Glass House Collective surveyed neighbors back in 2014, and cleaner, safer, and more inviting were the top 3 adjectives that kept coming up. We had neighbors who were handicapped and elderly, but the roads were not ADA-compliant or handicap accessible. We had neighbors concerned about safety at night due to no pedestrian lighting. We have tons of youth who couldn’t walk on the sidewalk together because it was so narrow. Cars were driving fast and not slowing down. These were concerns to neighbors so they became concerns for us.
We received community input on how, where, and what should be designed at the corner of North Chamberlain and Glass Street. ADA-compliant, handicap accessible sidewalks, streetlights, curb bump-outs, and traffic calming trees were all installed based on a design the using neighbors’ input. This was a big win for our community. The City of Chattanooga investment $350,000 into this intersection and since then we’ve seen 1.8 million dollars of public investment go into purchasing and renovating buildings along Glass Street.
In 2016 at the Next Big Thing Urbanism workshop, GHC was advised to “book end” Glass Street with similar improvements at the intersection of Dodson Avenue and Glass Street, and our neighbors were very excited to participate in generating design concepts. So, we made that a priority and raised funding to both solicit feedback and begin the project.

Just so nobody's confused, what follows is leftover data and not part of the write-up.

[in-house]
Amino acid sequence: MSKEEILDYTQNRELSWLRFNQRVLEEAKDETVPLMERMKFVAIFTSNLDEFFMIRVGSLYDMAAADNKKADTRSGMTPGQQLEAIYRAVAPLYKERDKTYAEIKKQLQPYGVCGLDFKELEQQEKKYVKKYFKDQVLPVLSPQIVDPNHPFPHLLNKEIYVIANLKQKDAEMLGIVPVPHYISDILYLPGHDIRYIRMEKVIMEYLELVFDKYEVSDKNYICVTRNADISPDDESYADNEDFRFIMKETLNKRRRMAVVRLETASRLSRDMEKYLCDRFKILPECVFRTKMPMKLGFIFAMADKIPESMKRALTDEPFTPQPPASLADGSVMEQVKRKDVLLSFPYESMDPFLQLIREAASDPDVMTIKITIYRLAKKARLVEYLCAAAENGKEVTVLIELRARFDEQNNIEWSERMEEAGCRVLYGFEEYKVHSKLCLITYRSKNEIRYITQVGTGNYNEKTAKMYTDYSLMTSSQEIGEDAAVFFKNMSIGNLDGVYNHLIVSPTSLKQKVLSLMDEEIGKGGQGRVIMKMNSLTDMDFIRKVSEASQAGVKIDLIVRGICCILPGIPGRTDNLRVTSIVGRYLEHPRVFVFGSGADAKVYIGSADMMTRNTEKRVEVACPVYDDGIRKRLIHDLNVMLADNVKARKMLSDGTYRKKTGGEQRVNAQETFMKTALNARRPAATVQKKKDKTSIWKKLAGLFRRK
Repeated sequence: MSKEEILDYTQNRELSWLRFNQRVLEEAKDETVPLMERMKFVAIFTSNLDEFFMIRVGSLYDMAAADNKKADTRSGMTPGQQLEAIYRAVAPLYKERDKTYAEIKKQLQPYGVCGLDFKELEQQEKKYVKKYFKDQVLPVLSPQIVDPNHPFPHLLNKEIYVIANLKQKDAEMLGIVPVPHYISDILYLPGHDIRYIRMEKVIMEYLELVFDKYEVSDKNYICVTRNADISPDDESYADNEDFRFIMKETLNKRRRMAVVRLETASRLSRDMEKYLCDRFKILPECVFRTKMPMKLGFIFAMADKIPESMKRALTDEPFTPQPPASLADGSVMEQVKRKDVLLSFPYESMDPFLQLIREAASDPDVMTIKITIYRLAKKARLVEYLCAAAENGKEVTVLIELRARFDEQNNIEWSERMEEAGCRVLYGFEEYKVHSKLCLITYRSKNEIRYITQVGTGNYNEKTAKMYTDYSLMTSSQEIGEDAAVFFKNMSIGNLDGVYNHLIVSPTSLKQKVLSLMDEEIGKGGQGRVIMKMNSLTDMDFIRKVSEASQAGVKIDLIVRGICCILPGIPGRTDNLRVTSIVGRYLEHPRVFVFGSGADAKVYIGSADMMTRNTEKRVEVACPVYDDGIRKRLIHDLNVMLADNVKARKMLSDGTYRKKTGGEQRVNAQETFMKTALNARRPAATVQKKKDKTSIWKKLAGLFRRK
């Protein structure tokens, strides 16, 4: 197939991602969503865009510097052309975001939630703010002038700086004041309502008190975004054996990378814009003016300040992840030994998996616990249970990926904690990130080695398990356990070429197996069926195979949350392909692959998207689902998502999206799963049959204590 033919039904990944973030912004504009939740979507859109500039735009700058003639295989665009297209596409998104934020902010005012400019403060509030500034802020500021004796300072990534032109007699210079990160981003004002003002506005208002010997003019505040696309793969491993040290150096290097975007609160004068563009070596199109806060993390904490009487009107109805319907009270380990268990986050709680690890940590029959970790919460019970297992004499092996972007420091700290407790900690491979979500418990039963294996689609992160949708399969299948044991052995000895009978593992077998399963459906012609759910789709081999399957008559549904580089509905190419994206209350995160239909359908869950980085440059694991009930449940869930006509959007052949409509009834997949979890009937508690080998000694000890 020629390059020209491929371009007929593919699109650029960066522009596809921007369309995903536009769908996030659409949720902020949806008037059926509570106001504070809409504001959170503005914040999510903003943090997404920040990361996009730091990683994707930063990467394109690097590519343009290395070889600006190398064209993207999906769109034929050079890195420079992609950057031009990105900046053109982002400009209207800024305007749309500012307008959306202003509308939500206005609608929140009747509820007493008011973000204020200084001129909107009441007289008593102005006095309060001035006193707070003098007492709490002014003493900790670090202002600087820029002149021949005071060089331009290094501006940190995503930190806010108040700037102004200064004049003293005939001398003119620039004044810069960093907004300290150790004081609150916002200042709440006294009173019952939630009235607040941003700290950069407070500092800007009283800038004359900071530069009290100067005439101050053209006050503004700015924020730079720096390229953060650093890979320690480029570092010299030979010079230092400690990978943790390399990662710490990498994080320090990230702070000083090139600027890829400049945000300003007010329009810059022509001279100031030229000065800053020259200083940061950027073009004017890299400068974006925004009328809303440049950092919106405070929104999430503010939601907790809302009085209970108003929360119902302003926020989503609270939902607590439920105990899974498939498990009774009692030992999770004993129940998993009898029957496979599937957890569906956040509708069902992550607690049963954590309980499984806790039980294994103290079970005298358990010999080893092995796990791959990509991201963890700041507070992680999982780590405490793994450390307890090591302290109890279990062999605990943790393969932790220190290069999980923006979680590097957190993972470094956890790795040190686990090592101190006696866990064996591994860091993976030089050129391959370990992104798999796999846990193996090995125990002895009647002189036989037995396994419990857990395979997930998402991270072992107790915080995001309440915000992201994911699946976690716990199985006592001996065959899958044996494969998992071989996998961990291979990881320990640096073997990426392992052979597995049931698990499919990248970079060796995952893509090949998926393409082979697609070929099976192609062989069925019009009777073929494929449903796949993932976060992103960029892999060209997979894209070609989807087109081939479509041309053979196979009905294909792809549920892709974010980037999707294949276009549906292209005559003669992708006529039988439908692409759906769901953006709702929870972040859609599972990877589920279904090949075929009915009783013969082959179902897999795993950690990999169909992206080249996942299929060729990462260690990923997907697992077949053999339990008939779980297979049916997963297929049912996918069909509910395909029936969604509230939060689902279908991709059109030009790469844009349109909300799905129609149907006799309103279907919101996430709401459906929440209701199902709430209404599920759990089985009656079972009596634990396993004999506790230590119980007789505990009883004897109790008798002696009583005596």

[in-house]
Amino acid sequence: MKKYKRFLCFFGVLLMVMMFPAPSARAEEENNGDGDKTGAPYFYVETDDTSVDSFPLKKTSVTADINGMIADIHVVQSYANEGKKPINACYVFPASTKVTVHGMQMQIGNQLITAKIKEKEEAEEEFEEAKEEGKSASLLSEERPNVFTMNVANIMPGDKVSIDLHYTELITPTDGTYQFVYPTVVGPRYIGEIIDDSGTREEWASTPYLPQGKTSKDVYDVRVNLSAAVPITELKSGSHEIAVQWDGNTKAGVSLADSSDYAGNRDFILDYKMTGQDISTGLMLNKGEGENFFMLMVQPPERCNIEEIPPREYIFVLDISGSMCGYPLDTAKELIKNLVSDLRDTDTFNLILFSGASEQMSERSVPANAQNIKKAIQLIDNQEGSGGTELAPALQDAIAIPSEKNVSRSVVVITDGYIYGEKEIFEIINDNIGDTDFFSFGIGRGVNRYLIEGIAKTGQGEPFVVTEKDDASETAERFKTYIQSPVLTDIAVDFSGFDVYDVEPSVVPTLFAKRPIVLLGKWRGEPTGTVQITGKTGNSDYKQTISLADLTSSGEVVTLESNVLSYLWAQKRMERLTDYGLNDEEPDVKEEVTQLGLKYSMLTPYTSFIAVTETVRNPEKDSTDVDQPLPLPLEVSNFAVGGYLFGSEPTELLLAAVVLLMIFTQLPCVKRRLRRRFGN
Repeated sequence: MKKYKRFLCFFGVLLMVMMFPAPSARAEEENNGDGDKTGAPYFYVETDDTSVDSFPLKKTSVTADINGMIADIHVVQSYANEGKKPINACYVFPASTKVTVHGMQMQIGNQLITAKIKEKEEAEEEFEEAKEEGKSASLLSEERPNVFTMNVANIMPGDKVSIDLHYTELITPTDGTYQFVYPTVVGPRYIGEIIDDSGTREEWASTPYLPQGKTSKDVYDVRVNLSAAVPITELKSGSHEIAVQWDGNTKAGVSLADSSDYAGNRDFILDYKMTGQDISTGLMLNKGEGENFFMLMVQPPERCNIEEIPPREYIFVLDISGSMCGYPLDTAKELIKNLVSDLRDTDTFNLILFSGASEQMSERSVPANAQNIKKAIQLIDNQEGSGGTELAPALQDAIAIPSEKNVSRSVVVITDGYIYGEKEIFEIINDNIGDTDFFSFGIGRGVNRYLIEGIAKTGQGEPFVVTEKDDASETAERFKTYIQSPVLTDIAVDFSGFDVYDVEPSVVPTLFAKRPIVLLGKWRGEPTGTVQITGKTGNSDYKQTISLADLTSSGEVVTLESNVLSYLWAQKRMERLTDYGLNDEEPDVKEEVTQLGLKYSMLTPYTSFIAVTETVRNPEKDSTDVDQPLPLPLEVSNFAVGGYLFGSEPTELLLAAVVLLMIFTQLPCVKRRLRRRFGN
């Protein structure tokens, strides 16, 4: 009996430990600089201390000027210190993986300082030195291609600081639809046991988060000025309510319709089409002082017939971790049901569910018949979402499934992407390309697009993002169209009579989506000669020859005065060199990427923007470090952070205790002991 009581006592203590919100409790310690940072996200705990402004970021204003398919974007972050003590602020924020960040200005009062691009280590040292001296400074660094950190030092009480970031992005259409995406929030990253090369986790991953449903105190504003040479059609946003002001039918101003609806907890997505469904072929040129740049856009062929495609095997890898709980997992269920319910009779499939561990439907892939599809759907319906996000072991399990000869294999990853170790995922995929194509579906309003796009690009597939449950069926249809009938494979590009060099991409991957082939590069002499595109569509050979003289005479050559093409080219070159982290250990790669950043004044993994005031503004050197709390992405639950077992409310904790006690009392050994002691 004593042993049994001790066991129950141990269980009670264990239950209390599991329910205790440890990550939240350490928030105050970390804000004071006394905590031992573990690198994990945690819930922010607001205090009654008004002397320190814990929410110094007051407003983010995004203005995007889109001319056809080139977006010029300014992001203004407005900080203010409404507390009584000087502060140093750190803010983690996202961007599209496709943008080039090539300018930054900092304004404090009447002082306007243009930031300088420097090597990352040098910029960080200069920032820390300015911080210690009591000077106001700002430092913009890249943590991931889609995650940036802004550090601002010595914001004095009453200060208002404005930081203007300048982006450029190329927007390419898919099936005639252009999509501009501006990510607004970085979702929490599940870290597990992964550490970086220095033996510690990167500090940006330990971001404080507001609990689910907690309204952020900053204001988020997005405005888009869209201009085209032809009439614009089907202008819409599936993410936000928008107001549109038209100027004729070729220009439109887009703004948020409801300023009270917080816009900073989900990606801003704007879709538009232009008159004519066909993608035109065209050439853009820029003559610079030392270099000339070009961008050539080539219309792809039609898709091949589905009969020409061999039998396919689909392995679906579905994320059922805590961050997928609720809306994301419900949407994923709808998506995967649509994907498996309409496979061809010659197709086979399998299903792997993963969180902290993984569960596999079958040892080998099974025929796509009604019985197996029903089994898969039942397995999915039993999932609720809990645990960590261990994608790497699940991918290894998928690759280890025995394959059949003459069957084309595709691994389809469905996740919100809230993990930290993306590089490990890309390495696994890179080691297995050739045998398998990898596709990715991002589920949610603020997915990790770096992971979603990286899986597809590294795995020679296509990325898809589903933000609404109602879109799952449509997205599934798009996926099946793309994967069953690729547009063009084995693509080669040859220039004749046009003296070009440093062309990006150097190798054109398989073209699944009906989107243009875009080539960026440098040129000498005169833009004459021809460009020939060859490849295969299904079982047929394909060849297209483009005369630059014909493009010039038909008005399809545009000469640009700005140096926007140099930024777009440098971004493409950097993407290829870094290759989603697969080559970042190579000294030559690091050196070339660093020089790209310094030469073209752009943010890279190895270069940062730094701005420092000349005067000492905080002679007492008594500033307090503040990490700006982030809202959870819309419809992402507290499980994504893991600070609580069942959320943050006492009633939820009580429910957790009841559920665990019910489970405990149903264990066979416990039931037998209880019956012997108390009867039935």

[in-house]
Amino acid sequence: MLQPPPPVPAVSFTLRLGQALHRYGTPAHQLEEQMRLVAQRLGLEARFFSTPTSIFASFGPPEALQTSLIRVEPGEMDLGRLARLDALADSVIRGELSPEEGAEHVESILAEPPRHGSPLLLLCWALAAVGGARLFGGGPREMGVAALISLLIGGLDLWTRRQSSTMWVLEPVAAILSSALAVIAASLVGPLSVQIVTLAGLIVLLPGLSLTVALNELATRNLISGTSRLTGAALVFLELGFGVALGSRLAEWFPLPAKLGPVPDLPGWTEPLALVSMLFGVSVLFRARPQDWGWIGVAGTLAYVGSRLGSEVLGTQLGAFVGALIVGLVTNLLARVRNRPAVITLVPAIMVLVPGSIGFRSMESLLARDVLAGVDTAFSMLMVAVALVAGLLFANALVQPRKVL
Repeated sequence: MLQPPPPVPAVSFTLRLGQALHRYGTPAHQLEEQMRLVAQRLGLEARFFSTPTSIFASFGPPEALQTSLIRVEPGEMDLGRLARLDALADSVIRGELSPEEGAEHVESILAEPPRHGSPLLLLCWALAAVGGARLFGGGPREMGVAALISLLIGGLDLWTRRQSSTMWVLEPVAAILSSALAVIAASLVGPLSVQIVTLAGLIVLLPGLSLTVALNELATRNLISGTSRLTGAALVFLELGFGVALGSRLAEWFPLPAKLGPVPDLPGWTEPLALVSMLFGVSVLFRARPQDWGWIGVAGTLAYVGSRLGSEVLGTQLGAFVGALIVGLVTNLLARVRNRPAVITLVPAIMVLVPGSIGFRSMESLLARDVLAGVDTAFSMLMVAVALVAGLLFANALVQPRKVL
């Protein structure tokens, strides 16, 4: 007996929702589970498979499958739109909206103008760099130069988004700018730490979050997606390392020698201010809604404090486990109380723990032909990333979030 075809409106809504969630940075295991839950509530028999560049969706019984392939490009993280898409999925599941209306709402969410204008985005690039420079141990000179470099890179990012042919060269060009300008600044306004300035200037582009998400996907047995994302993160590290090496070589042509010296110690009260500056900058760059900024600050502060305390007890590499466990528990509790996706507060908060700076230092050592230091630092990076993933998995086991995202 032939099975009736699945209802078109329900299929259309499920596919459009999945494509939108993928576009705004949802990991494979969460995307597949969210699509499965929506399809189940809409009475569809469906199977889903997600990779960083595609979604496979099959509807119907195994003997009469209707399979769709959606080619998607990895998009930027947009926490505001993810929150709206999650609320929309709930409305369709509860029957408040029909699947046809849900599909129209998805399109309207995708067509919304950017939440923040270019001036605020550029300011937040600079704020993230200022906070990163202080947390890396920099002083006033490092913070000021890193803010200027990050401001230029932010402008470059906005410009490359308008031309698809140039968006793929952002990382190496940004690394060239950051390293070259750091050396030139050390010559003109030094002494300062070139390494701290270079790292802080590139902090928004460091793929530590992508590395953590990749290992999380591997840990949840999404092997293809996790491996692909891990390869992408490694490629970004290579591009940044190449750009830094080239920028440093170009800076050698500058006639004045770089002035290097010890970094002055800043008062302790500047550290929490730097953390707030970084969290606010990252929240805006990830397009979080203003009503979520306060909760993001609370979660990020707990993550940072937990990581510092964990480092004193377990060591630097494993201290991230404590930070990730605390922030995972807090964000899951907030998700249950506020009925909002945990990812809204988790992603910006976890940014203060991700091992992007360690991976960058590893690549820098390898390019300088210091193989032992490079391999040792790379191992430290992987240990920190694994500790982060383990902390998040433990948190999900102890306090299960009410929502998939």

In 2017, residents imagined a landscaped Glass Street at the intersection of Dodson Avenue and Glass Street. They participated in an interactive activity at Glass Street LIVE that invited color-coded post-it style feedback to indicate preferences for green space, desired or undesired land use, and a color for new ideas.
Under the leadership of Nicole Lewis, our Community Relations Manager, the 80 responses received at GSL were collated, and GHC further engaged residents in what they would like to see take shape at the intersection of Dodson Avenue and Glass Street. During February and March 2018, Nicole initiated twelve community input design sessions engaging 200 neighbors in the East Chattanooga area. Building on the input gained during 2017 Glass Street LIVE, the process focused on partnering with community leaders, neighborhood associations, local elementary schools, and neighbors.
The artistic process for gathering feedback was created and facilitated by 800 Collective’s Josiah Golson and Mary Ann Twitty. The Chattanooga Design Studio was involved in the initial meeting with 800 Collective about the information needed to be useful for planning. Shawana Kendrick, who was an assistant facilitator in the 2014 community input sessions centered around the North Chamberlain and Glass St. intersection, was hired to help with facilitation of the larger meetings.
With funding from the Lyndhurst Foundation, Glass House Collective had the opportunity to invest dollars in neighbors to host the streetscaping dinners, instigating a flow of welcome and pride through sharing hospitality with friends new and old. Residents invited their neighbors into their homes for small group discussions about improvements needed at the intersection. Over 50 neighbors participated in the dinners. Many of these neighbors had never previously engaged in traditional meetings and had no interest in doing so, but were grateful to be engaged in a non-traditional manner. A Larger meeting was hosted by Councilwoman Coonrod and another one with Darien Scott from the Chamber at the Orchard Knob Elementary Community School PTA meeting. Habitat for Humanity and local neighbors were involved in the Recreation Centers meetings.